Storm Harvey has devastated the US state of Texas, with at least 33 people reported dead and thousands forced to evacuate their homes.
The storm has now hit Louisiana, with New Orleans expected to see ten inches of rainfall within 36 hours.
But how does Harvey compare to other weather disasters in America and around the world?
The US picture
While Storm Harvey is a fairly exceptional case, floods regularly cause catastrophic damage and human tragedy in the US.
Last year alone, 126 people were reported to have been killed by flooding.
Data from the US National Weather Service sets out the number of flood-related fatalities every year since 1940.
During the years shown in this graph, 1972 saw the most flood fatalities.
This was the year of the Black Hill Floods in South Dakota, which saw up to 15 inches of rain falling in just six hours.
Some 238 people were killed and a further 3,057 injured. The flooding also destroyed 5,000 cars and 1,335 homes.
Flooding was the biggest cause of weather-related deaths in the US last year, with a further 125 people dying as a result of extreme temperatures.
75 people were killed by tornadoes, hurricanes and high winds, while lightning strikes caused another 38 deaths.
Looking at these four weather dangers independently, the three biggest spikes in fatality numbers since 1940 have all occurred within the last 22 years. This is despite improvements to weather defences and emergency services.
The extent to which climate change may or may not be a factor is something we’ve covered here.
The biggest spike in fatalities came in 2005, with Hurricane Katrina.
This is followed by the 1995 Chicago Heat Wave, when hundreds died after temperatures reached 41°C.
The rest of the world
The US witnesses a high rate of weather disasters, compared to many other countries. But it is by no means alone.
Indeed, at the same time as Hurricane Harvey is battering America, flooding has devastated huge swathes of south Asia. Reports have estimated that at least 1,200 people have been killed so far and affected close to 40 million others.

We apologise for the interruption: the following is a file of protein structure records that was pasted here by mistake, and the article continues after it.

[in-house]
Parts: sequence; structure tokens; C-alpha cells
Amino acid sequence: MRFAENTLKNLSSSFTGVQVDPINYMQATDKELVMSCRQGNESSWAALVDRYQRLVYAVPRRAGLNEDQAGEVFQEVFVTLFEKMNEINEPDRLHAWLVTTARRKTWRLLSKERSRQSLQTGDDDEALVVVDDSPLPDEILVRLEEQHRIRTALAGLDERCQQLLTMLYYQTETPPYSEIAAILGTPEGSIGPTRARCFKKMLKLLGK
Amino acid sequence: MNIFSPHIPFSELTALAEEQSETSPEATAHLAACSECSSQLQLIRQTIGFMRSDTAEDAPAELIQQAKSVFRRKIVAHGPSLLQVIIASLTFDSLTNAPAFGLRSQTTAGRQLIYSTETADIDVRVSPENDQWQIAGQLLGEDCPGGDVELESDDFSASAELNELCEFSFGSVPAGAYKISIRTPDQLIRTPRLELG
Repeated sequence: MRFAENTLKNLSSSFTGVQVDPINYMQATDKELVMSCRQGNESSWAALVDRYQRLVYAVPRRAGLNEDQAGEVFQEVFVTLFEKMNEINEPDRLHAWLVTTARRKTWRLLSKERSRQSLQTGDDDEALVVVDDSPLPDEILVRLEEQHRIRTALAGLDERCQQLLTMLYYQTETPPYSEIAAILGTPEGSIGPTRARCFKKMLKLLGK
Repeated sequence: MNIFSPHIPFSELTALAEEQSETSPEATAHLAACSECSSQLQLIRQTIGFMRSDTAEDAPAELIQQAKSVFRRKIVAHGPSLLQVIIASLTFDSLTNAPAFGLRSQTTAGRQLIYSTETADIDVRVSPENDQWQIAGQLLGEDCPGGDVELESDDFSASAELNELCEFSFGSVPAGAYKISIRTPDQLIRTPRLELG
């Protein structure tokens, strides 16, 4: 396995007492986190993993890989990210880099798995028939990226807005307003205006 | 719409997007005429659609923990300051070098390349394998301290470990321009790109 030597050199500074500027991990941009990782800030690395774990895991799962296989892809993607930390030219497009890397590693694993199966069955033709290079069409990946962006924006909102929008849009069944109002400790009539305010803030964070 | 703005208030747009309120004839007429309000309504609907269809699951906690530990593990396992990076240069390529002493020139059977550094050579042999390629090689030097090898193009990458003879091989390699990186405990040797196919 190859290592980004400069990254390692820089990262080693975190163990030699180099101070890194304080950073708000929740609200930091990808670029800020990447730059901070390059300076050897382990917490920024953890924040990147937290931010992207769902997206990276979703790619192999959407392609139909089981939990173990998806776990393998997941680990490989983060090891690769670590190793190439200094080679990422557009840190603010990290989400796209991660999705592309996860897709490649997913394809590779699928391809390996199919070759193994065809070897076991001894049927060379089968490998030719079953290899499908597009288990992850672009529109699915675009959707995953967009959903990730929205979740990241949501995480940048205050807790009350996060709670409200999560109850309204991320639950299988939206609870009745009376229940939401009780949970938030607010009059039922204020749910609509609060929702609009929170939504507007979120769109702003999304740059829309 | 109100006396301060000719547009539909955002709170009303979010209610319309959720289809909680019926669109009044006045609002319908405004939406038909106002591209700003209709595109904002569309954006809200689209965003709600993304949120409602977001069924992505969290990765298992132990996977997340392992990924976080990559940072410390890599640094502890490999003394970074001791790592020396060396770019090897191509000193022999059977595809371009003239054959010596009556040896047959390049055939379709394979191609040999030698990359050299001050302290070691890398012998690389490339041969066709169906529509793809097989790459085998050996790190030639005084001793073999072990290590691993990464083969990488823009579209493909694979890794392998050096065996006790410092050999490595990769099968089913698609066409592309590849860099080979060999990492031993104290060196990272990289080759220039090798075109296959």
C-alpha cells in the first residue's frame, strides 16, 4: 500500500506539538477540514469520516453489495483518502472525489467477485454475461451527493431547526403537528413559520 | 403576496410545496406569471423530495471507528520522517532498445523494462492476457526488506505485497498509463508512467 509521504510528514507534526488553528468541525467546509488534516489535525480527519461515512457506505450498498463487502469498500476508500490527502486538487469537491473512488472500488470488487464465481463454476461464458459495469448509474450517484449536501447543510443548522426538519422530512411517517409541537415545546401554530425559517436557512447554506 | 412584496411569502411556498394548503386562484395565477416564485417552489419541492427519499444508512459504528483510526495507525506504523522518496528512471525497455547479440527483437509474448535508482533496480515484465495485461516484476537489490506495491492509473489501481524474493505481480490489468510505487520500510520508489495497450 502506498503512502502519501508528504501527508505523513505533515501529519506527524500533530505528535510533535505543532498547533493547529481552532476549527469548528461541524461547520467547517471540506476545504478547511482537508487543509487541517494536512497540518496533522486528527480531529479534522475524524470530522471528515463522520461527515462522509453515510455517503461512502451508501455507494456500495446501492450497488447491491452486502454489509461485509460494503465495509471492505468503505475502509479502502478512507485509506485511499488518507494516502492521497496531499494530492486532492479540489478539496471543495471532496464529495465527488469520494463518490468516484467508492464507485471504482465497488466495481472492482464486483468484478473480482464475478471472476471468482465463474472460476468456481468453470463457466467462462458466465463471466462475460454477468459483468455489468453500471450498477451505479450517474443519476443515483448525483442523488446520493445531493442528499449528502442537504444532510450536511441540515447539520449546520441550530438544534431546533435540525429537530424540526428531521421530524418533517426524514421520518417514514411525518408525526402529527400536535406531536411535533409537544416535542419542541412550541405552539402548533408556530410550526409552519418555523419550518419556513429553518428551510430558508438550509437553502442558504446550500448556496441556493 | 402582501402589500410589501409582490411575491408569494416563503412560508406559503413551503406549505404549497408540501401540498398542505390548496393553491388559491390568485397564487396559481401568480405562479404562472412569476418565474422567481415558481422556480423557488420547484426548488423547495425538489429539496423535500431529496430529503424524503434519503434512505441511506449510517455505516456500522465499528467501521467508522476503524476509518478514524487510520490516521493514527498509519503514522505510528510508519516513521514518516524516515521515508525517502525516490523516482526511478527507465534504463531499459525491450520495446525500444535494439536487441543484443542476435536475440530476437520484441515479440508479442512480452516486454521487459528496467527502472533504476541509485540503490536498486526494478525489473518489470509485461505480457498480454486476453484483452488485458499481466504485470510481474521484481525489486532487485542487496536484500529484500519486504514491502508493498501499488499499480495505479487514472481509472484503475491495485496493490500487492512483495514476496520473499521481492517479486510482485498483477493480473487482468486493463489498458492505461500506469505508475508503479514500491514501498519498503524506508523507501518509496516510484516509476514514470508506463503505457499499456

Other countries that have already experienced severe flooding disasters this year include Colombia (254 fatalities), Sri Lanka (150 fatalities) and Zimbabwe (246 fatalities since December).
This map from a UN report compares the number of weather disasters that were reported in each country between 1995 and 2015. (This is not a reflection of impact; merely the number of incidents).
According to the UN report, the number of floods per year has gone up during this period, with the death toll also rising in many parts of the world.
It says: “Floods strike in Asia and Africa more than other continents, but pose an increasing danger elsewhere.
“In South America, for example, 560,000 people were affected by floods on average each year between 1995 and 2004. By the following decade (2005-2014) that number had risen to 2.2 million people, nearly a four-fold increase.”
Flooding has accounted for nearly half of all weather related disasters worldwide since 1995, and has killed an estimated 157,000 people and some 2.3bn others.
However, statistics showing the impact of disasters cannot be relied on to be 100 per cent accurate, since they require accurate reporting. Many more people may have been killed or affected not appear in the figures – particularly in countries which lack sufficient resources to monitor the impact of disasters.
Overall, China has seen the highest number of people affected by weather-related disasters (between 1995 and 2015). Some 2.2bn people were affected over the two decades.
China was followed by India (805m), Bangladesh (131m), and the Philippines (130m).
In terms of the financial impact of weather disasters, the American continents see the biggest losses.
This is just as much a reflection of wealth as it is a reflection of the weather.